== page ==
10. Accordingly the provisions of Part 5 of the Act relating to No Fault accidents is engaged.
11. As the Insurer in its submissions refer, section 5.4(1) provides that no statutory benefits are payable to an injured driver if the accident was caused by an act or omission of that driver. And section 5.4(2) provides that such act or omission can occur even if it was involuntary.
12. However section 5.2(1) also provides that an injury resulting from a no fault accident is deemed to have been caused by the driver of the vehicle involved.
13. There is accordingly some conflict between sections 5.4 and 5.2 as to whether or not an injured driver in a single vehicle collision is entitled to recover the first 6 months of statutory benefits payable to an at fault driver.
14. It is not essential that I decide this issue as the Claimant has been paid statutory benefits for the first 6 months as AAI has already received those benefits but my view is that the provisions of section 5.4 are to be read in conjunction with section 5.2 such that a deemed at fault driver is entitled to receive statutory benefits for the first 6 months but that thereafter no statutory benefits or damages are payable. This interpretation is in my view consistent with the overall scheme of the act, and section 3.1(2) that statutory benefits are payable whether or not the accident was caused by the fault of the driver of a motor vehicle.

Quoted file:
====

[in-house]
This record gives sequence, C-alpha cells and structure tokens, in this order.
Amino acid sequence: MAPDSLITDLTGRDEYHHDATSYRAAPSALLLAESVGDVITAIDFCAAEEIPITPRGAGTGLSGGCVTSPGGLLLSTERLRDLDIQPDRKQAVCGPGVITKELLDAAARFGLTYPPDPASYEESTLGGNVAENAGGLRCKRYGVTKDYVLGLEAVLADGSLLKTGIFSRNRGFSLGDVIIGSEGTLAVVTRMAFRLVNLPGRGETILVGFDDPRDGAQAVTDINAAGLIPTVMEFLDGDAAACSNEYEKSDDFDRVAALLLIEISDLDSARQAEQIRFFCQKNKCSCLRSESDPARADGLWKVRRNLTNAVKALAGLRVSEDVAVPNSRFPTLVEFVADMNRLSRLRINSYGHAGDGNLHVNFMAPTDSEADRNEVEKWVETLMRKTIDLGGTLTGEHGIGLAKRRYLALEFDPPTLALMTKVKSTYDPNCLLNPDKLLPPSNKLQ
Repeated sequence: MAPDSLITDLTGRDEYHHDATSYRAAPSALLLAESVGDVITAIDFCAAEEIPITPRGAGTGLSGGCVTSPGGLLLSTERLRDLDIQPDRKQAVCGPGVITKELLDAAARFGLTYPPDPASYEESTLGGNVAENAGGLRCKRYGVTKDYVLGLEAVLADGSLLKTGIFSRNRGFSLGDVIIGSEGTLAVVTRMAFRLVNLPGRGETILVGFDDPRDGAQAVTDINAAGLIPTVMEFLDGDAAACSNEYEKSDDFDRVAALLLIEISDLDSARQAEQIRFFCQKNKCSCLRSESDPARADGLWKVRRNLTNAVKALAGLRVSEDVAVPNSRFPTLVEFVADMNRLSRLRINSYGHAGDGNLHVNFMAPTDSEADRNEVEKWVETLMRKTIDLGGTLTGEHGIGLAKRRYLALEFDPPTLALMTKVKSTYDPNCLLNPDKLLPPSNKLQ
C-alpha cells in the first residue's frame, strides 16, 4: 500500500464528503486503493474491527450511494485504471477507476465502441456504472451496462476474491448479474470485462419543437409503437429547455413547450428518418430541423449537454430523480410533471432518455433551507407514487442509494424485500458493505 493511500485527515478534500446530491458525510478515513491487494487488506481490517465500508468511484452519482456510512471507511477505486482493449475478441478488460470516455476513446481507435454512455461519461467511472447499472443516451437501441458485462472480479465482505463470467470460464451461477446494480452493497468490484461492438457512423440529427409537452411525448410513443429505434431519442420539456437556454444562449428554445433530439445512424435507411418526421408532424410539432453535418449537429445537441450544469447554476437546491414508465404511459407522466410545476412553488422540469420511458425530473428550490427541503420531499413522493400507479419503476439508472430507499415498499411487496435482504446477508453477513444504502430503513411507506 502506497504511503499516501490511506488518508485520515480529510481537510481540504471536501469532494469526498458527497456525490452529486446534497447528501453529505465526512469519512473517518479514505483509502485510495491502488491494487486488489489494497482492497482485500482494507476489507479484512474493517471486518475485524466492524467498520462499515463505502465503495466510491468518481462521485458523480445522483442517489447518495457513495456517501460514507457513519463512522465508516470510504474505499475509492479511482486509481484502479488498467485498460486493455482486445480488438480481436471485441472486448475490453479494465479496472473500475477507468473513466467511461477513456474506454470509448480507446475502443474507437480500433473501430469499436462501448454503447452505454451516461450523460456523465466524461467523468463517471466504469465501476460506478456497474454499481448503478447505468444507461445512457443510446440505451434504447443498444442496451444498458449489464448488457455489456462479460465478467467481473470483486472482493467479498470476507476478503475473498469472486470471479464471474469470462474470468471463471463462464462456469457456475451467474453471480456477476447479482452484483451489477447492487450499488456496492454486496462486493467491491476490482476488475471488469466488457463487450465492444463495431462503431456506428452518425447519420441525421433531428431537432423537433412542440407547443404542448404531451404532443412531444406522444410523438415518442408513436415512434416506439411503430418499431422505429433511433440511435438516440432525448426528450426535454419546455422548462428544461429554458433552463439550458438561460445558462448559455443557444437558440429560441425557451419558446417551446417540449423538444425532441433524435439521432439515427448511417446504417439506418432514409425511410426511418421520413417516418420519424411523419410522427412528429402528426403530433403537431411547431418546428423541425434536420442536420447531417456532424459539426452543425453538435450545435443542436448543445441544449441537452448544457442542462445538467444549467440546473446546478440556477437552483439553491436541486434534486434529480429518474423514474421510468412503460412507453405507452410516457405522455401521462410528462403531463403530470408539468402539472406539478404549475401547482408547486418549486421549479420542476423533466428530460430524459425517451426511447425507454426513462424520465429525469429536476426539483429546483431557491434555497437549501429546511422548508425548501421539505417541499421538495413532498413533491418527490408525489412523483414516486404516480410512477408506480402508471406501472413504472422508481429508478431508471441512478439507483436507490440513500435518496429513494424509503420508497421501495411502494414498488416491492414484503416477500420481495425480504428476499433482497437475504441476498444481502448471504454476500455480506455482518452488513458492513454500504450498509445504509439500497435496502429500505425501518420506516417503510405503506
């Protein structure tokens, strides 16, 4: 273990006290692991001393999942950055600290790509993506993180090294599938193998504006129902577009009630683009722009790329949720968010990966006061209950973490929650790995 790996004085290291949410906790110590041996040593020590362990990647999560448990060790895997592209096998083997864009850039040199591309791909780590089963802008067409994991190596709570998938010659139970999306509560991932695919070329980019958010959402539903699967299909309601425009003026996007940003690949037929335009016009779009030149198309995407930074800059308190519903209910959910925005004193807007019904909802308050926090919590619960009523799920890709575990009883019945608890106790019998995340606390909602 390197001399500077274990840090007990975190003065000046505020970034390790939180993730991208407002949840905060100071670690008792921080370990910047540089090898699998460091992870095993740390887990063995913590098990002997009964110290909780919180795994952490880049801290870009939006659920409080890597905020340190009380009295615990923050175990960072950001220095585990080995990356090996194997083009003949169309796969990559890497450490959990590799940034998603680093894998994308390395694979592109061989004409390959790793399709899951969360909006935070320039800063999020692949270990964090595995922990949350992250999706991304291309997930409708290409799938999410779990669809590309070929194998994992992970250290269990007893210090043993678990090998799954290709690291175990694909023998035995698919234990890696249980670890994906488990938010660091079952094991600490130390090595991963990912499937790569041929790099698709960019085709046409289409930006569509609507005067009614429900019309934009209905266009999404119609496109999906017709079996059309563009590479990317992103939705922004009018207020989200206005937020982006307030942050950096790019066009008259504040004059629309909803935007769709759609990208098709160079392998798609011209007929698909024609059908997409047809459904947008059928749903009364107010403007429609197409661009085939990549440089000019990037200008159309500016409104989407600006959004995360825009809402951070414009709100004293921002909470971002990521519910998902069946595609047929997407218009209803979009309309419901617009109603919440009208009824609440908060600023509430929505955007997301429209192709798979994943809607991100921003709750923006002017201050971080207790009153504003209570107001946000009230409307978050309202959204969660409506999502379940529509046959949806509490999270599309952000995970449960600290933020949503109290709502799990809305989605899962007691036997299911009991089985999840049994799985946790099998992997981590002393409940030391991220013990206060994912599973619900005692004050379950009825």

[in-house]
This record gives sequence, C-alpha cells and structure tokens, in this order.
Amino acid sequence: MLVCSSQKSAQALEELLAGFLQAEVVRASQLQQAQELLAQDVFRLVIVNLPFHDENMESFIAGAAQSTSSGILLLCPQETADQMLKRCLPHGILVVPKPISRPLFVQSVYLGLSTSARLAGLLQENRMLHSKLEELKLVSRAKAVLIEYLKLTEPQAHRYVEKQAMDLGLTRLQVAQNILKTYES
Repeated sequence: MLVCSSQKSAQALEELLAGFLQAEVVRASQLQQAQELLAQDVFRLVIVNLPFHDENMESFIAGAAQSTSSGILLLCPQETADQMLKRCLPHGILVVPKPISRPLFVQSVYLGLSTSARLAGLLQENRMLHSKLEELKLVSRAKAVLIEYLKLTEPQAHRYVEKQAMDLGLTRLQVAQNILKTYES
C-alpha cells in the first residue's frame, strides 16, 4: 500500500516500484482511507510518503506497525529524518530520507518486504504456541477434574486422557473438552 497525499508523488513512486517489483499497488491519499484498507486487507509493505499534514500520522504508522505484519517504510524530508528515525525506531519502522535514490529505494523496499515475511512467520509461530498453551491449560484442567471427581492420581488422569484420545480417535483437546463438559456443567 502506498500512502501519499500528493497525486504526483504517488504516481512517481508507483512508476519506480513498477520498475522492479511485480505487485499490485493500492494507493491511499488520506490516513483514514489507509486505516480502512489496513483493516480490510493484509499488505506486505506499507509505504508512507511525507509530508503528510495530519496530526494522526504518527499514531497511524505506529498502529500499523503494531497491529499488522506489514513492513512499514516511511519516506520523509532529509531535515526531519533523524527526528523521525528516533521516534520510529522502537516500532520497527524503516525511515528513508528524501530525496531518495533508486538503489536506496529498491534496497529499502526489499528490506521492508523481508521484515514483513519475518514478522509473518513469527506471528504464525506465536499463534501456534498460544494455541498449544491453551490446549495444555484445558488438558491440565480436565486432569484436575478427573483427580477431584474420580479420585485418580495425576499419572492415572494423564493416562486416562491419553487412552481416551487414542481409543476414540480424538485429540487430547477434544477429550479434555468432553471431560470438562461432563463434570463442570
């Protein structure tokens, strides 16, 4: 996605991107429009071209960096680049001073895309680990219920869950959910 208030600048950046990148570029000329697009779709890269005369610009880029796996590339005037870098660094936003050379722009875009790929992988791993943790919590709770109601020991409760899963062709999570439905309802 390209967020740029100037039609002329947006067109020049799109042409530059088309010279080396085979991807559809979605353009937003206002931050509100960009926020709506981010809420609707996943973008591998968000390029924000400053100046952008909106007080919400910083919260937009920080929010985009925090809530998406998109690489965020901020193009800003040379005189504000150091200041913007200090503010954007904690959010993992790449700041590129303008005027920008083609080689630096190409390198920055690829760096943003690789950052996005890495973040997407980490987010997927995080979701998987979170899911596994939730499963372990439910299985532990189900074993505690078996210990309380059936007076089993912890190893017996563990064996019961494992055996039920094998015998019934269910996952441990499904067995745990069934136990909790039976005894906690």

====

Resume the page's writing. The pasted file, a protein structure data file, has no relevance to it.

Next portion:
15. I therefore conclude that the Claimant by operation of section 5.2 of the act is deemed to be the at fault driver in the subject accident and in such circumstances is entitled to receive statutory benefits for the first 26 weeks but no more.
Costs and disbursements
16. The Claimant is not represented by a lawyer and has not taken part in the dispute process. Accordingly I find no costs are payable.
My determination of the Miscellaneous Claim is as follows
17. For the purposes of section 3.11 the motor accident was not caused by the fault of another person
18. For the purposes of section 3.28 or 3.36 the motor accident was caused mostly by the fault of the injured person
19. Effective Date: 3 October 2018.
Decision Maker, Delegate of the Principal Claims Assessor
Dispute Resolution Service